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What does it taste like? A little piece of heaven. Tart and sweet, with a great pulpy texture. If I had to compare it to a fruit, I'd say a less sweet kiwi. Cskotte 13:51, 24 September 2007 (UTC)

WikiProject Food and drink Tagging[edit]

This article talk page was automatically added with {{WikiProject Food and drink}} banner as it falls under Category:Food or one of its subcategories. If you find this addition an error, Kindly undo the changes and update the inappropriate categories if needed. The bot was instructed to tagg these articles upon consenus from WikiProject Food and drink. You can find the related request for tagging here . If you have concerns , please inform on the project talk page -- TinucherianBot (talk) 11:28, 3 July 2008 (UTC)

tree or climber[edit]

I've seen it [ described as a climber, though usually it's described as a small tree. Is that link wrong? --Chriswaterguy talk 23:23, 23 March 2009 (UTC)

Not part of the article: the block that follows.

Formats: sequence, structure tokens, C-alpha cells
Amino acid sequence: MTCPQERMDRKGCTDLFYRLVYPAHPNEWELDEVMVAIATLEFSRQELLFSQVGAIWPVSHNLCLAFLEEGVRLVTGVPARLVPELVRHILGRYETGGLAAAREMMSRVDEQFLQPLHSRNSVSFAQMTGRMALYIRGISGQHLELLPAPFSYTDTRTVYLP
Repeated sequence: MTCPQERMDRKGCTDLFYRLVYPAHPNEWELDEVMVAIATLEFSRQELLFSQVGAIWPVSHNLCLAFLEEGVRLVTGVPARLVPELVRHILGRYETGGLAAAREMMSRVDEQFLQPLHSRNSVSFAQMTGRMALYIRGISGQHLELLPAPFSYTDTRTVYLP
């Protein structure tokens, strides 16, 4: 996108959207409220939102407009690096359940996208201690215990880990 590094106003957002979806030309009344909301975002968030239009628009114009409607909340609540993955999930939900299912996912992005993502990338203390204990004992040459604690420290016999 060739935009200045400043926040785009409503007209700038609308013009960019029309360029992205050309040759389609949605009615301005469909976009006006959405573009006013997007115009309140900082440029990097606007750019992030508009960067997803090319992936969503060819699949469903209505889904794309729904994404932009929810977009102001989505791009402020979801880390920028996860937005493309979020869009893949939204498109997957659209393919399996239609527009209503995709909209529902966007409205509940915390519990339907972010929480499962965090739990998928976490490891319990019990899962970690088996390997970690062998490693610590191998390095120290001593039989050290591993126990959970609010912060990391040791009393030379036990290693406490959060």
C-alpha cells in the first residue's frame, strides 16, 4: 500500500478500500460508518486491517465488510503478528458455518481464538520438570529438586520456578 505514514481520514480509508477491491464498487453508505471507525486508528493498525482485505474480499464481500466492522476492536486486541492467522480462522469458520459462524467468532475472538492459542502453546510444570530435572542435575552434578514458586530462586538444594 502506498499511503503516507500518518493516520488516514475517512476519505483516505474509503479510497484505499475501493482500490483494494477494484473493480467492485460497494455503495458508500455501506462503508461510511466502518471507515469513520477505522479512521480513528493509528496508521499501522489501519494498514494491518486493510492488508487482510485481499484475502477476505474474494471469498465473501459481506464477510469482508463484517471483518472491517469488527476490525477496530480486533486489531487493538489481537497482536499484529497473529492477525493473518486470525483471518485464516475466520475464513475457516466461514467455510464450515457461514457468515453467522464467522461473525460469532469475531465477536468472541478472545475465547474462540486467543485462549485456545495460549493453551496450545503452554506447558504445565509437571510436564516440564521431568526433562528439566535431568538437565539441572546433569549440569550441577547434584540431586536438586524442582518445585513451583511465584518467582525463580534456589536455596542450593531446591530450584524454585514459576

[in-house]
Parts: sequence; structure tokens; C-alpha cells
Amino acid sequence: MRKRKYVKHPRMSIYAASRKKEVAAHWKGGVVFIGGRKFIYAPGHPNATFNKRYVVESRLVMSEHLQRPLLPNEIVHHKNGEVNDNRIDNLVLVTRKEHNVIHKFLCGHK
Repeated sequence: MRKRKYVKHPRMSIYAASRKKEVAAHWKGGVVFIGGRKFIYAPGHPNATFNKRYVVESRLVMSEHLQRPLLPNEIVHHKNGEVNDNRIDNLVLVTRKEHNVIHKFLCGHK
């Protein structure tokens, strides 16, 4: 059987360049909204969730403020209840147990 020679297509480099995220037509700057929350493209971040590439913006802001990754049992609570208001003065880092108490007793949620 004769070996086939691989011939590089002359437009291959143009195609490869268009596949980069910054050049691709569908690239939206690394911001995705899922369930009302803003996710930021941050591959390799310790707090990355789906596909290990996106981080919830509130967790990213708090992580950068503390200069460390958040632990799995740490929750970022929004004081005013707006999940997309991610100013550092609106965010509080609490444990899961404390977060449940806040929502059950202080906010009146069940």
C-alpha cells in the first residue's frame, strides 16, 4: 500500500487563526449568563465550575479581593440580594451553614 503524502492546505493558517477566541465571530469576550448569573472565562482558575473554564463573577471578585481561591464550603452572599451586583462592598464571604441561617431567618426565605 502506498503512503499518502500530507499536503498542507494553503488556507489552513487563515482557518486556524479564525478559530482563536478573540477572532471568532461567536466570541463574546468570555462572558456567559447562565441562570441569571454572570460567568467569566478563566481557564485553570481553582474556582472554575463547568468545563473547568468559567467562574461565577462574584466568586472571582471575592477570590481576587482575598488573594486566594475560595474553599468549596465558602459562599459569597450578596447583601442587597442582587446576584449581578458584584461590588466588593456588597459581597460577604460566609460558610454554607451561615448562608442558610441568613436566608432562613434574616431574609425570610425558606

Is it a kind of Tomato, and where does it come from?[edit]

I was surprised that this article differs from just about all other WP ones on fruit in that it does not explicitly tell you to which other fruits this one is related. Does it just look like a tomato is it a cousin? And although it says quite a bit about its cultivation in Australia and New Zealand, it does not tell us where it originates. Details on taxonomy and etymology are scant. It looks as if the authors are mostly interested in the commercial cultivation of the fruit, and then mainly in the Antipodes. That's all well and good, but the scientific stuff is just as interesting. How about it? Myles325a (talk) 07:23, 8 July 2011 (UTC)

Requested move[edit]